2. On 29 May 2020, the draft bill, which prohibits restrictions on transferability and pledgeability of receivables that have arisen from the conduct of a profession or business and are transferred or pledged for financing purposes, has been submitted to Parliament. By extending the asset base that can be transferred or pledged to financiers, the draft bill aims to increase the credit potential of (mainly) small and medium-sized enterprises and to create a level playing field with neighbouring jurisdictions. On 28 January 2021, the draft bill was discussed in Parliament and was not considered to be controversial. It is unclear when the next step will be taken in the legislative process and therefore when the bill will enter into force.
  3. As of 1 January 2022, the existing LIBOR and other IBOR benchmark rates will be discontinued and replaced by risk free rates. Although in live transactions, parties already use risk free rates as benchmarks or include appropriate transition provisions, there seems to be limited activity in respect of legacy contracts. However, for both borrowers and lenders, it is important that existing financing documentation also becomes geared towards the use of risk free rates.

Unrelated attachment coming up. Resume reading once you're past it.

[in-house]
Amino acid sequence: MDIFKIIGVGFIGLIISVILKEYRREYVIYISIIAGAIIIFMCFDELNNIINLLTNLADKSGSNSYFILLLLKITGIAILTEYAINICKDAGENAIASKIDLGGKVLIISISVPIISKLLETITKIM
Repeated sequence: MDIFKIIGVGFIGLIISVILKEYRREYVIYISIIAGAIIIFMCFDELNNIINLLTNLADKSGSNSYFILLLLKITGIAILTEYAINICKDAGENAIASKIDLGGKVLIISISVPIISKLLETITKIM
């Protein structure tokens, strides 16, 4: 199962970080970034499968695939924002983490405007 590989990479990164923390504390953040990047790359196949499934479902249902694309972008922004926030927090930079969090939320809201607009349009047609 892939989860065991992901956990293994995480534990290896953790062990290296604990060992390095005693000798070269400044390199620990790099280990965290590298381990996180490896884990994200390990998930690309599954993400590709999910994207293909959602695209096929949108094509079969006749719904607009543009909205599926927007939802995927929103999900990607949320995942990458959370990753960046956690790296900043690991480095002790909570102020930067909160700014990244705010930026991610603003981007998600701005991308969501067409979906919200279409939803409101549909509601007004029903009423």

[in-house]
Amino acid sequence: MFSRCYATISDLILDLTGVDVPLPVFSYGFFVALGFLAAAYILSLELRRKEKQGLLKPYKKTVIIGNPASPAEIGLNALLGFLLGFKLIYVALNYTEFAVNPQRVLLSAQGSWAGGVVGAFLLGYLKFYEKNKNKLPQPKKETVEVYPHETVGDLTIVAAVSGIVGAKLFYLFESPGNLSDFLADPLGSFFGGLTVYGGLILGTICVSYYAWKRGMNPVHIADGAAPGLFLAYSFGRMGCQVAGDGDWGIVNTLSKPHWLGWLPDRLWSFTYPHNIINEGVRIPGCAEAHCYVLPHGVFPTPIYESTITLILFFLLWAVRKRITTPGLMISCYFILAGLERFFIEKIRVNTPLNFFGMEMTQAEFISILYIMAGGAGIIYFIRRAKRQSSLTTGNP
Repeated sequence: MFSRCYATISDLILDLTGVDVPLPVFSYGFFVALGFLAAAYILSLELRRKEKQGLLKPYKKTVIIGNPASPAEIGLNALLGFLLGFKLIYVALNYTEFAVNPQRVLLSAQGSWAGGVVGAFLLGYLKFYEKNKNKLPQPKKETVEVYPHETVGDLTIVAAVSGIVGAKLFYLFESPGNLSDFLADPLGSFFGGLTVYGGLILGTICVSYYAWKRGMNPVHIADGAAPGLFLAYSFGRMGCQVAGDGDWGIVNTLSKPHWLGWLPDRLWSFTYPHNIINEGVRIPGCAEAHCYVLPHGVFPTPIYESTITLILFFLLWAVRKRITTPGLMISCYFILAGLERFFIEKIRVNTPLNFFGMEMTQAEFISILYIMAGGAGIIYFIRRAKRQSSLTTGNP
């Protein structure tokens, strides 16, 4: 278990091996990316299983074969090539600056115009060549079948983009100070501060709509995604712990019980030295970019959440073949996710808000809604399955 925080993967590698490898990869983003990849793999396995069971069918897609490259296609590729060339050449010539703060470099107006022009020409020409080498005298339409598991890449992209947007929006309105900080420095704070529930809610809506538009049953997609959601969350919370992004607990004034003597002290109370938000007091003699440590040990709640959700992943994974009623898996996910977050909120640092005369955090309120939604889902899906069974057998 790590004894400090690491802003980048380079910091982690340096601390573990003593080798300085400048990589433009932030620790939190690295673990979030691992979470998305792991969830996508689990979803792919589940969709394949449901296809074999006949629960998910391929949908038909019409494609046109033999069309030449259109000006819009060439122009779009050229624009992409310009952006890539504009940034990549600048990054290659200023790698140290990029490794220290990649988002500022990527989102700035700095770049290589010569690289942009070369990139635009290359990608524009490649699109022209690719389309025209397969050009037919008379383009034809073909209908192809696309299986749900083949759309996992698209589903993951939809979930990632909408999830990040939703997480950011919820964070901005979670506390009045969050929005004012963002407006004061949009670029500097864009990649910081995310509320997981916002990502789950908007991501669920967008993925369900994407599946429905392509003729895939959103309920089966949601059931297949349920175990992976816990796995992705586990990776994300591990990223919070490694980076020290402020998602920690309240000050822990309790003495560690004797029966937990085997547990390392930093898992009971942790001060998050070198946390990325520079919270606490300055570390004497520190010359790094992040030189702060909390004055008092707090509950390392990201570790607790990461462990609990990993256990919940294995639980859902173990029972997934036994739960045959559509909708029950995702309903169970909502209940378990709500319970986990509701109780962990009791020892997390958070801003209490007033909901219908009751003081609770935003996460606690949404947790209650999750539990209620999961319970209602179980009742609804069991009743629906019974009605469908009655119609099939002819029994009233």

Outlook and conclusions

The Covid-19 pandemic and the related government restrictions have severely affected the economy. Affected companies have navigated these uncertain times in a variety of ways, including: agreeing with their lenders to certain amendments and waivers of their financing agreements; ensuring adequate levels of liquidity through government support schemes; drawing under their revolving credit lines; and turning to the debt capital markets. So far, Dutch companies have found contracting parties (including lenders) to be relatively flexible in granting payment holidays. In addition, Dutch courts have adopted temporary guidelines that allow the pandemic and the state of the economy to play an important role in a court's decision whether or not to declare a company bankrupt. Consequently, the number of bankruptcies has been low since the start of the crisis. Despite all of these efforts, these liquidity measures may be inefficient or at some point, no longer available. As such, in the coming months, more businesses in the Netherlands are expected to face liquidity or continuity problems as a result of the pandemic.